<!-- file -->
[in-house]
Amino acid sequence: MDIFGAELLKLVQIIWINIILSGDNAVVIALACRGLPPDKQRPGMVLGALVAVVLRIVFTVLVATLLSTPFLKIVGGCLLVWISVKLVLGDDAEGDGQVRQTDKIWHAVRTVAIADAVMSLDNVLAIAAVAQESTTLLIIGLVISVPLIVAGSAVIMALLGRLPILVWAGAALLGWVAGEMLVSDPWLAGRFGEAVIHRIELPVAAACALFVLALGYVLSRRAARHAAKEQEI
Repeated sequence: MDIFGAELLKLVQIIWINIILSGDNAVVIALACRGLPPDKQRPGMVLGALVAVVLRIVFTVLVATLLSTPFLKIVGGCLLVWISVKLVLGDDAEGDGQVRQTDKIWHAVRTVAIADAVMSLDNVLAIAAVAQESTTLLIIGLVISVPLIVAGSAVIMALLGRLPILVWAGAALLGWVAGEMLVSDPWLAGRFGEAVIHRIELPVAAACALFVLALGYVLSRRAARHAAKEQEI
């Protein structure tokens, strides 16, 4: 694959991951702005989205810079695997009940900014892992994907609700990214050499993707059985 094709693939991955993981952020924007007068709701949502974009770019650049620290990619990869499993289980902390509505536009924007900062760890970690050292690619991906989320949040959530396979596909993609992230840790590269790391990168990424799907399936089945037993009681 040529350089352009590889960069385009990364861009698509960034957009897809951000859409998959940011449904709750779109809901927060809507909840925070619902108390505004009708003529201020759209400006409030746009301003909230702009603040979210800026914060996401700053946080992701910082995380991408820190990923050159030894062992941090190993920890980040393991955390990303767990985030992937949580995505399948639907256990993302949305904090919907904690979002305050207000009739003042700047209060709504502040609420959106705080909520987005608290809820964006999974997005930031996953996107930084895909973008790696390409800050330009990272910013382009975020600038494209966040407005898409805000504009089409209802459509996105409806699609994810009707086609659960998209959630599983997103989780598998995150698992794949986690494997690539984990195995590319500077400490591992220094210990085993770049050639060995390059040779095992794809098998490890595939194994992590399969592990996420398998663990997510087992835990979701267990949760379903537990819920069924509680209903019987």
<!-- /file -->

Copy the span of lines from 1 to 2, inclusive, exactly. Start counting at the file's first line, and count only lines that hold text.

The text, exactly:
[in-house]
Amino acid sequence: MDIFGAELLKLVQIIWINIILSGDNAVVIALACRGLPPDKQRPGMVLGALVAVVLRIVFTVLVATLLSTPFLKIVGGCLLVWISVKLVLGDDAEGDGQVRQTDKIWHAVRTVAIADAVMSLDNVLAIAAVAQESTTLLIIGLVISVPLIVAGSAVIMALLGRLPILVWAGAALLGWVAGEMLVSDPWLAGRFGEAVIHRIELPVAAACALFVLALGYVLSRRAARHAAKEQEI